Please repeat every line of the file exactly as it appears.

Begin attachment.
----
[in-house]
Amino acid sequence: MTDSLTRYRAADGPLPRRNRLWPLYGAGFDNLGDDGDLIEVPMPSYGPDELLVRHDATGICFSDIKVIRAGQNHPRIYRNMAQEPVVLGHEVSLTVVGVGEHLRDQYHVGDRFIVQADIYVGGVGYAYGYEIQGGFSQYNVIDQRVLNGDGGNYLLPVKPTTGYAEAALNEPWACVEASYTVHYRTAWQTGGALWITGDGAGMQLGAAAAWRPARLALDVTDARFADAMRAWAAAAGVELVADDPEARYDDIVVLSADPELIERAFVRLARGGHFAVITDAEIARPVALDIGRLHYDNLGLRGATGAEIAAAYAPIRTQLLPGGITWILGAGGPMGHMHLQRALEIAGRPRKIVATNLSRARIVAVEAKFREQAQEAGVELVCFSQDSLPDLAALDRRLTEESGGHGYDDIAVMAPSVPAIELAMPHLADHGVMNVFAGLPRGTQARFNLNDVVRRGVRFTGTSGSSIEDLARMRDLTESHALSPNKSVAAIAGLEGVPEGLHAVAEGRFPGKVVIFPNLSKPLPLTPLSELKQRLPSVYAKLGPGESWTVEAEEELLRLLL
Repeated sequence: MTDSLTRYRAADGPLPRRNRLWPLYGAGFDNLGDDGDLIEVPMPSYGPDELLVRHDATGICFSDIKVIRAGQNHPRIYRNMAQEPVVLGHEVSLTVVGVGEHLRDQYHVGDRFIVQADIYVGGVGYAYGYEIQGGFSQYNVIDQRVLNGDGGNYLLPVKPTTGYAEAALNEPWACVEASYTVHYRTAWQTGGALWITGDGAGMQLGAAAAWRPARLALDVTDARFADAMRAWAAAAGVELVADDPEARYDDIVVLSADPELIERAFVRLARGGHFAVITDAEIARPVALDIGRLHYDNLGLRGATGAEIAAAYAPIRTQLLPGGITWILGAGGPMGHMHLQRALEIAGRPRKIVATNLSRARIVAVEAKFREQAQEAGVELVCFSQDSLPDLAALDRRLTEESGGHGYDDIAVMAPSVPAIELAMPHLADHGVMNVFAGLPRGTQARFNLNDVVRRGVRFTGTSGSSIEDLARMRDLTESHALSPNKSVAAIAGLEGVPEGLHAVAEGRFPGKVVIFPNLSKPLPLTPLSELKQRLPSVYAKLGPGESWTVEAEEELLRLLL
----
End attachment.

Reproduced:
[in-house]
Amino acid sequence: MTDSLTRYRAADGPLPRRNRLWPLYGAGFDNLGDDGDLIEVPMPSYGPDELLVRHDATGICFSDIKVIRAGQNHPRIYRNMAQEPVVLGHEVSLTVVGVGEHLRDQYHVGDRFIVQADIYVGGVGYAYGYEIQGGFSQYNVIDQRVLNGDGGNYLLPVKPTTGYAEAALNEPWACVEASYTVHYRTAWQTGGALWITGDGAGMQLGAAAAWRPARLALDVTDARFADAMRAWAAAAGVELVADDPEARYDDIVVLSADPELIERAFVRLARGGHFAVITDAEIARPVALDIGRLHYDNLGLRGATGAEIAAAYAPIRTQLLPGGITWILGAGGPMGHMHLQRALEIAGRPRKIVATNLSRARIVAVEAKFREQAQEAGVELVCFSQDSLPDLAALDRRLTEESGGHGYDDIAVMAPSVPAIELAMPHLADHGVMNVFAGLPRGTQARFNLNDVVRRGVRFTGTSGSSIEDLARMRDLTESHALSPNKSVAAIAGLEGVPEGLHAVAEGRFPGKVVIFPNLSKPLPLTPLSELKQRLPSVYAKLGPGESWTVEAEEELLRLLL
Repeated sequence: MTDSLTRYRAADGPLPRRNRLWPLYGAGFDNLGDDGDLIEVPMPSYGPDELLVRHDATGICFSDIKVIRAGQNHPRIYRNMAQEPVVLGHEVSLTVVGVGEHLRDQYHVGDRFIVQADIYVGGVGYAYGYEIQGGFSQYNVIDQRVLNGDGGNYLLPVKPTTGYAEAALNEPWACVEASYTVHYRTAWQTGGALWITGDGAGMQLGAAAAWRPARLALDVTDARFADAMRAWAAAAGVELVADDPEARYDDIVVLSADPELIERAFVRLARGGHFAVITDAEIARPVALDIGRLHYDNLGLRGATGAEIAAAYAPIRTQLLPGGITWILGAGGPMGHMHLQRALEIAGRPRKIVATNLSRARIVAVEAKFREQAQEAGVELVCFSQDSLPDLAALDRRLTEESGGHGYDDIAVMAPSVPAIELAMPHLADHGVMNVFAGLPRGTQARFNLNDVVRRGVRFTGTSGSSIEDLARMRDLTESHALSPNKSVAAIAGLEGVPEGLHAVAEGRFPGKVVIFPNLSKPLPLTPLSELKQRLPSVYAKLGPGESWTVEAEEELLRLLL